Plantains resemble bananas but typically are referred to as cooking bananas. Often used in African meals, they tend to grow longer than bananas and have thicker peels and starchier fruit. In fact, the flavor of a plantain is closer to that of a potato than the usual sweetness of a banana. You can prepare plantains in a variety of ways, including as a side dish or the main part of a meal.
Choose ripe or ripened plantains. Unripened plantains are green, while the ripened fruit are nearly black. You can boil ripe or ripened plantains or prepare a combination of both types.
Wash the fruit with the peel on, using warm water and a bit of fruit and vegetable wash or dish detergent. Rinse and scrub the fruit well to remove any soil and detergent residue.
Chop whole plantains into halves or thirds, depending on their size. Cut large plantains into thirds and small fruit into halves.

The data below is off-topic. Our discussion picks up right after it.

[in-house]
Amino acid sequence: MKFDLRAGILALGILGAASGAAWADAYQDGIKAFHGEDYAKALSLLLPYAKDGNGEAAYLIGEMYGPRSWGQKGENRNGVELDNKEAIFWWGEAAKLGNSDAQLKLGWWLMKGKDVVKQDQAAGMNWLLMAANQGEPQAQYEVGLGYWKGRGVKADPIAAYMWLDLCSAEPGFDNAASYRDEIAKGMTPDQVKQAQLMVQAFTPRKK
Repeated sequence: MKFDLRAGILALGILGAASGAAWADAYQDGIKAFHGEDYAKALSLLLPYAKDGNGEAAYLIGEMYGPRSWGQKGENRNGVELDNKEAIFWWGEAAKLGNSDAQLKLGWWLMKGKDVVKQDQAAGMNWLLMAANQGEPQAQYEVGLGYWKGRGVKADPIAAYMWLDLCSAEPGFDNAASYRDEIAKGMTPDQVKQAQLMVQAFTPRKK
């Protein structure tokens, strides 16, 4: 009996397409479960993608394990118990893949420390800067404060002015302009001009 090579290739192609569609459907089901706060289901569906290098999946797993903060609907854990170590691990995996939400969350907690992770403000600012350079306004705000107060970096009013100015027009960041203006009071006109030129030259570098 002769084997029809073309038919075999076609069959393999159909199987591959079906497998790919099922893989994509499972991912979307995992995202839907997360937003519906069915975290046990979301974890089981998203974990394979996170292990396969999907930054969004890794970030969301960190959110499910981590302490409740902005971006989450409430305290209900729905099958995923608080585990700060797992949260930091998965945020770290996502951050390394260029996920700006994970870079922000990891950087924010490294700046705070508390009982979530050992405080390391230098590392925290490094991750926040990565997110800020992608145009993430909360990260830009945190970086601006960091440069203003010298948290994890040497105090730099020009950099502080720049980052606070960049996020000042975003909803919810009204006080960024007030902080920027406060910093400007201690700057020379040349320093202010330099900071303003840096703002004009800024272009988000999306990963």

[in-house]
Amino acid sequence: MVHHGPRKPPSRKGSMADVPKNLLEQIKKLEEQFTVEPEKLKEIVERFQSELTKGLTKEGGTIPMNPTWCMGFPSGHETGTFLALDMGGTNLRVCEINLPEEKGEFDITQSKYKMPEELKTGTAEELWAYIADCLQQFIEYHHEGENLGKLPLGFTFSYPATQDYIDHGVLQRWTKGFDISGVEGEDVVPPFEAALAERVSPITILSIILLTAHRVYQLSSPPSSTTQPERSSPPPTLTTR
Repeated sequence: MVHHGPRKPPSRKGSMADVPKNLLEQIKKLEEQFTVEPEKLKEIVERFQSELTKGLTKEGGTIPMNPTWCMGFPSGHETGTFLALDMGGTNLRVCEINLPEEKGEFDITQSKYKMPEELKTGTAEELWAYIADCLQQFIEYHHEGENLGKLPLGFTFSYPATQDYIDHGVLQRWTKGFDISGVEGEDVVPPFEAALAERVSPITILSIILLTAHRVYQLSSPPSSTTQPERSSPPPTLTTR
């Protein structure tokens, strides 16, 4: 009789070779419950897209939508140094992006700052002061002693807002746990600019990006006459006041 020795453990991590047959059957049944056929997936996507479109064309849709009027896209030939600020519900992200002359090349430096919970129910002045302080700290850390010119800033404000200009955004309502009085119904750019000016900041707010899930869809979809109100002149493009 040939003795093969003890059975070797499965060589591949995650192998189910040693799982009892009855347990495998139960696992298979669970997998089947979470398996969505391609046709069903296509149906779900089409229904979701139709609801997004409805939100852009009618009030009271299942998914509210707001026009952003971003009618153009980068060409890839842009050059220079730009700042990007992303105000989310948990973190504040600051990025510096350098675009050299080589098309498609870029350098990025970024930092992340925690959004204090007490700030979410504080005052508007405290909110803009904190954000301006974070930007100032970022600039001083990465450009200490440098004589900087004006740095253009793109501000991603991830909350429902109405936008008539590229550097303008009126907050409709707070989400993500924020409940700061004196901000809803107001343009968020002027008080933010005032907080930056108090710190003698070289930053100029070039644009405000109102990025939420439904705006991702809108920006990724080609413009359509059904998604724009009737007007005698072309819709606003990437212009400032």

Fill a pot with enough water to cover the plantains and bring it to a boil over medium to high heat.
Boil the plantains until they become tender, which typically requires about 15 to 20 minutes of cooking time. Ripe plantains require less time than unripened pieces. Test them with a fork to judge tenderness.
Remove the cooked plantains from the pot, drain any excess water and peel the skin off just before you eat or serve them. Wait until they cool enough to touch without sustaining burns.
Serve the plantains along with a sauce. For example, make a pepper sauce out of a small amount of heated oil, salt, chopped onions and chili peppers. Alternately, drip a bit of olive oil mixed with salt onto the plantains just prior to serving them.